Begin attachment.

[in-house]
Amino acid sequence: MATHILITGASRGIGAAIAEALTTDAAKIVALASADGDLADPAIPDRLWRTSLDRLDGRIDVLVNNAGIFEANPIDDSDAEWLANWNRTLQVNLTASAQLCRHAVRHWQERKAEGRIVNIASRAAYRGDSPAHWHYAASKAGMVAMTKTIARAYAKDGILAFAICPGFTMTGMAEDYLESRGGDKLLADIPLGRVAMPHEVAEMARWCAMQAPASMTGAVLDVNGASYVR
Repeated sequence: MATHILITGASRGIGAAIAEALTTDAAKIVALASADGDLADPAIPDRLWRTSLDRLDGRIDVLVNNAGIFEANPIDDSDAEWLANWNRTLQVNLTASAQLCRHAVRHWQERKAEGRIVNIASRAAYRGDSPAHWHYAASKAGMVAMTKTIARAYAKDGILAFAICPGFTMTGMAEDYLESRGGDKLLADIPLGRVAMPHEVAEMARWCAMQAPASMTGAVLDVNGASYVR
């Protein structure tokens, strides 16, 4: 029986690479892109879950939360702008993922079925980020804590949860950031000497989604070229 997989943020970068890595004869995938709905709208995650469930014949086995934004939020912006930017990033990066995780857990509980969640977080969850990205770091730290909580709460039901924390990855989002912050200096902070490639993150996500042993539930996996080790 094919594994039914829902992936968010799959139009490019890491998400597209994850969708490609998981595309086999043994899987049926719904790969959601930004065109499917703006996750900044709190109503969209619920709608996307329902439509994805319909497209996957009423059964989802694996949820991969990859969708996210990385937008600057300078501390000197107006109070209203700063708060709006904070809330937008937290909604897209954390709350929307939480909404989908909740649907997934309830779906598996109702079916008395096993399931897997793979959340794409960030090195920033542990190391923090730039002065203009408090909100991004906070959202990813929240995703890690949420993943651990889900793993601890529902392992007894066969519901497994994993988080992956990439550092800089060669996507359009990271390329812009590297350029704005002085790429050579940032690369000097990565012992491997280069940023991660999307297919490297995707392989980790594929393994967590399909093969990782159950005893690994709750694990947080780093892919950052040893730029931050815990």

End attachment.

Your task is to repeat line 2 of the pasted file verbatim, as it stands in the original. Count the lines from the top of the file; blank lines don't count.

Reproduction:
Amino acid sequence: MATHILITGASRGIGAAIAEALTTDAAKIVALASADGDLADPAIPDRLWRTSLDRLDGRIDVLVNNAGIFEANPIDDSDAEWLANWNRTLQVNLTASAQLCRHAVRHWQERKAEGRIVNIASRAAYRGDSPAHWHYAASKAGMVAMTKTIARAYAKDGILAFAICPGFTMTGMAEDYLESRGGDKLLADIPLGRVAMPHEVAEMARWCAMQAPASMTGAVLDVNGASYVR